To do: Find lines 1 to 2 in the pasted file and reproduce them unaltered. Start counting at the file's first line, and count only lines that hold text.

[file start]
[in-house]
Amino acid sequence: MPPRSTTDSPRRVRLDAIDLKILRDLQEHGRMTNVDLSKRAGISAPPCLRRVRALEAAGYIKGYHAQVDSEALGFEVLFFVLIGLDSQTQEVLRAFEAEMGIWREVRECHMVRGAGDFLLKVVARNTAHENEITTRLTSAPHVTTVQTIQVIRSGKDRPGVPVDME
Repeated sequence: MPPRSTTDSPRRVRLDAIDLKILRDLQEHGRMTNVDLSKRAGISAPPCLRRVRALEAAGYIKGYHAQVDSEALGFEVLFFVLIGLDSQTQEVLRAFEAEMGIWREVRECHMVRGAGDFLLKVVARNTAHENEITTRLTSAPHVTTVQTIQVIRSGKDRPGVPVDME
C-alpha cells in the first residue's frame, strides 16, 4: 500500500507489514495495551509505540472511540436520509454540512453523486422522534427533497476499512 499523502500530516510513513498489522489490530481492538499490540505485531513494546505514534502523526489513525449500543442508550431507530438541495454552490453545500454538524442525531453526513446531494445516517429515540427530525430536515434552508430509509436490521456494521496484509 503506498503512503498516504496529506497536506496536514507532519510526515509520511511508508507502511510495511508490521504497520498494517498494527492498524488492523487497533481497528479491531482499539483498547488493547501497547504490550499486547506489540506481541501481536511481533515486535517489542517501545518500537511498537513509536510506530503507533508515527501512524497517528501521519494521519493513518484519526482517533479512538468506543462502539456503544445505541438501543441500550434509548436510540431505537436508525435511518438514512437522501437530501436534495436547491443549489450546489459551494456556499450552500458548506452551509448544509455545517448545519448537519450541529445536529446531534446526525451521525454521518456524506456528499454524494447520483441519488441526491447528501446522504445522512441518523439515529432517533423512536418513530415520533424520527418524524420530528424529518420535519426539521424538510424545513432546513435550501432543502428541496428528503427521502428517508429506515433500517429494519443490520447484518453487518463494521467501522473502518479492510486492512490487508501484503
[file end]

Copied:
[in-house]
Amino acid sequence: MPPRSTTDSPRRVRLDAIDLKILRDLQEHGRMTNVDLSKRAGISAPPCLRRVRALEAAGYIKGYHAQVDSEALGFEVLFFVLIGLDSQTQEVLRAFEAEMGIWREVRECHMVRGAGDFLLKVVARNTAHENEITTRLTSAPHVTTVQTIQVIRSGKDRPGVPVDME